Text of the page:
This eye gel is an incredibly basic formula that really isn’t worth strong consideration. It contains mostly water, slip agents, and preservative. The tiny amounts of plant extracts, peptides, and gems may make this sound appealing, but those ingredients have no established benefit for skin; even if they did, their efficacy would rapidly deteriorate due to the jar packaging. See More Info to learn why jar packaging is a problem for most skin-care products.
Really, the only point of interest for this eye gel is the accompanying metal applicator with its bead-like head. You’re directed to press the gel below and above your eye with this applicator, and because it’s solid metal, it will feel cooling. That’s nice, but if cooling around the eyes is what you want, you can get that by using a chilled teaspoon or cold cloth around the eyes, and then apply a product that is brilliantly formulated and comes in stable packaging. See More Info to find out why you don’t need a special gel for the eye area.
- The metal bead applicator can feel soothing and cooling to tired, irritated eyes, but it’s mostly gimmicky.
- Formula is short on truly beneficial ingredients.
- Jar packaging won’t keep the tiny amount of interesting ingredients stable during use.
The fact that it’s packaged in a jar means the beneficial ingredients won't remain stable once it is opened. All plant extracts, vitamins, antioxidants, and other state-of-the-art ingredients break down in the presence of air, so once a jar is opened and lets the air in, these important ingredients begin to deteriorate. Jars also are unsanitary because you’re dipping your fingers into them with each use, adding bacteria, which further deteriorate the beneficial ingredients (Sources: Free Radical Biology and Medicine, September 2007, pages 818–829; Ageing Research Reviews, December 2007, pages 271–288; Dermatologic Therapy, September-October 2007, pages 314–321; International Journal of Pharmaceutics, June 12, 2005, pages 197–203; Pharmaceutical Development and Technology, January 2002, pages 1–32; International Society for Horticultural Science, www.actahort.org/members/showpdf?booknrarnr=778_5;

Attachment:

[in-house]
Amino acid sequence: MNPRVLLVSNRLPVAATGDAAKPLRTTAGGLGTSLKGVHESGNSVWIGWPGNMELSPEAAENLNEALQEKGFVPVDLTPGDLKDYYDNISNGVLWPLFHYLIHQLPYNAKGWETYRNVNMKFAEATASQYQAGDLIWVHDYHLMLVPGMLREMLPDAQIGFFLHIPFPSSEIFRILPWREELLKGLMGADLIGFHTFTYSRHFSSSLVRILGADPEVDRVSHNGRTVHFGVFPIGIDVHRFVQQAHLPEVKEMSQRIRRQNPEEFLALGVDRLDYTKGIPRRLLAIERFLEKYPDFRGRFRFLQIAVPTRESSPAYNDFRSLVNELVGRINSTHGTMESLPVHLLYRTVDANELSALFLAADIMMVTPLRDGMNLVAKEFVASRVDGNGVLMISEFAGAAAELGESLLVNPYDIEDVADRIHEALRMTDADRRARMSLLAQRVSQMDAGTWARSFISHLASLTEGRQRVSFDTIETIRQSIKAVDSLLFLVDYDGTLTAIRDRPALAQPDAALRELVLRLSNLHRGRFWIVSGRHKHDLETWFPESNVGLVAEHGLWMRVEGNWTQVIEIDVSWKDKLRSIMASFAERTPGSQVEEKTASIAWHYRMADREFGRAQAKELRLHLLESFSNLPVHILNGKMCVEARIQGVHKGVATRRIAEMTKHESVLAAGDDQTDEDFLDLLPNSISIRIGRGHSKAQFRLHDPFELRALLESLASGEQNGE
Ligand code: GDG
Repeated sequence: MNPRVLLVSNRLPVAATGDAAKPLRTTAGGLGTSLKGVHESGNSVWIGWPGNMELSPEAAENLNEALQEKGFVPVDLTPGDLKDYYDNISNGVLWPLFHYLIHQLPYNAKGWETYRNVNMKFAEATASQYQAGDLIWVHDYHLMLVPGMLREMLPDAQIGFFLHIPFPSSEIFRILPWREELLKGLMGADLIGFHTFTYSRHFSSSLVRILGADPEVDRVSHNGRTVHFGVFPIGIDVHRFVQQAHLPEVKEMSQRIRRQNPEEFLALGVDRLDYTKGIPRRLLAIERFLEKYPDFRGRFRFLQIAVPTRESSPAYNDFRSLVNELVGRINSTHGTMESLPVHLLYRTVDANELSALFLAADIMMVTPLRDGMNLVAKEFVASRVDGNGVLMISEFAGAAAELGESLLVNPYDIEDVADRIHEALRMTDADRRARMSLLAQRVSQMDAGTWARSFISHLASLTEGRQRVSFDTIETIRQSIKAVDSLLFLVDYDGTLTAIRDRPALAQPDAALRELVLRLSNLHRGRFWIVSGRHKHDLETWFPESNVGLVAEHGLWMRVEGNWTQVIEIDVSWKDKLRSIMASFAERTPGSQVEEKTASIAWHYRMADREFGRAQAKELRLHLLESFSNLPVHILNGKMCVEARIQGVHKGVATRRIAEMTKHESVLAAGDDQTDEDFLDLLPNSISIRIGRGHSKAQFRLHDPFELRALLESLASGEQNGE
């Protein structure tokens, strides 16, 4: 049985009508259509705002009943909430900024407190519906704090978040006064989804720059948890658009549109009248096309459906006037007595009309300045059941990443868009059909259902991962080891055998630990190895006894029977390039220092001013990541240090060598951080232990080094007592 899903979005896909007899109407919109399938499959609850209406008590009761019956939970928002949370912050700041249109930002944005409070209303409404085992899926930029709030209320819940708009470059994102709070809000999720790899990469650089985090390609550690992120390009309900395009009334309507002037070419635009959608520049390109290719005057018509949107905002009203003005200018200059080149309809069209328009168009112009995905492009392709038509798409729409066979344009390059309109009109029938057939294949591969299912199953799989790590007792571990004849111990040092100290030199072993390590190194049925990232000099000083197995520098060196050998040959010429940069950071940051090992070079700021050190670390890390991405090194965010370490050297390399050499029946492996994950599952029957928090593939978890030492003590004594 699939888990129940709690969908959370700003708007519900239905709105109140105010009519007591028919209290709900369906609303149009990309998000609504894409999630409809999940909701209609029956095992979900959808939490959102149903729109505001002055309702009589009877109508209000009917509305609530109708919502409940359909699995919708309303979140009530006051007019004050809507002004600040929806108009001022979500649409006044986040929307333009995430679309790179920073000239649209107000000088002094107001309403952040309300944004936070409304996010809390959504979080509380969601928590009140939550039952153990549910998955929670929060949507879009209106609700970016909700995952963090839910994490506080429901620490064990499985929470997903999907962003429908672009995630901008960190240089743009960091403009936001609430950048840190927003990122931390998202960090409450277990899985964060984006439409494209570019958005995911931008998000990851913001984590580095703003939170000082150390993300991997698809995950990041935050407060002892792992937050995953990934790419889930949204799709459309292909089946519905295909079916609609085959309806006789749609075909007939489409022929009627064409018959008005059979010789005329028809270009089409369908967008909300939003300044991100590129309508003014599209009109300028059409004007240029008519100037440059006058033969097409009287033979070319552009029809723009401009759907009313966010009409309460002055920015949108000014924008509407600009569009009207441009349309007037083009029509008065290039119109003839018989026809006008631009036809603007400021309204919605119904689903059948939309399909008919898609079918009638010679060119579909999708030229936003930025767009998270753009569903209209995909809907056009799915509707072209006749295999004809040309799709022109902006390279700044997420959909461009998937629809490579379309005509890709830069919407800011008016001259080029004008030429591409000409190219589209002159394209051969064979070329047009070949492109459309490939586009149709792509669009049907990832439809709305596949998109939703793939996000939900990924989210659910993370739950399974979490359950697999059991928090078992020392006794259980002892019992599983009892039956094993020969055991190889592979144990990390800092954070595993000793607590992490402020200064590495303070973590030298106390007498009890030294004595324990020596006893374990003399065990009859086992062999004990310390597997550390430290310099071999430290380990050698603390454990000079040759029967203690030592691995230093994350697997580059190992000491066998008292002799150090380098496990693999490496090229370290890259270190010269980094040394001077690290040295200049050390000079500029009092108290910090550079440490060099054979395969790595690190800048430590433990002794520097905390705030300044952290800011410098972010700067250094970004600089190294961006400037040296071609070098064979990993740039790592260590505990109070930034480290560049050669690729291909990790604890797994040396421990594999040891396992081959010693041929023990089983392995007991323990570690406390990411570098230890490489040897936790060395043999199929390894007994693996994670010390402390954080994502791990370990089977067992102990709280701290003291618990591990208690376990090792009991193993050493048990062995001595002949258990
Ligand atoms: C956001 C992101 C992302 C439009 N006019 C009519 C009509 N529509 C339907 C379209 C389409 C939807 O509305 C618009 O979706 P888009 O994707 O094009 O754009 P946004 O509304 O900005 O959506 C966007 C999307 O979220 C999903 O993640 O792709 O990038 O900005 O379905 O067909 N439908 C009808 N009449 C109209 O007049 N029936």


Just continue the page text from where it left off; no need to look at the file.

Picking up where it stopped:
Beautypackaging.com, and www.beautypackaging.com/articles/2007/03/airless-packaging.php).
Why You May Not Need an Eye Cream:
Most eye creams aren't necessary. That's either because they are poorly formulated, contain nothing special for the eye area, or come in packaging that won't keep key ingredients stable. Just because the product is labeled as an eye cream doesn't mean it's good for your eye area; in fact, many can actually make matters worse.
There is much you can do to improve signs of aging around your eyes. Any product loaded with antioxidants, skin-repairing ingredients, skin-lightening ingredients, anti-inflammatory ingredients, and effective emollients will work wonders and those ingredients don't have to come from a product labeled as an eye cream.
You would be shocked how many eye creams lack even the most basic ingredients to help skin. For example, most eye creams don't contain sunscreen. During the day that is a serious problem because it leaves the skin around your eyes vulnerable to sun damage and this absolutely will make dark circles, puffiness, and wrinkles worse!
Whatever product you put around your eye area, regardless of what it is labeled, must be well formulated and appropriate for the skin type around your eyes! That may mean you need an eye cream, but you may also do just as well applying your regular facial moisturizer around your eyes.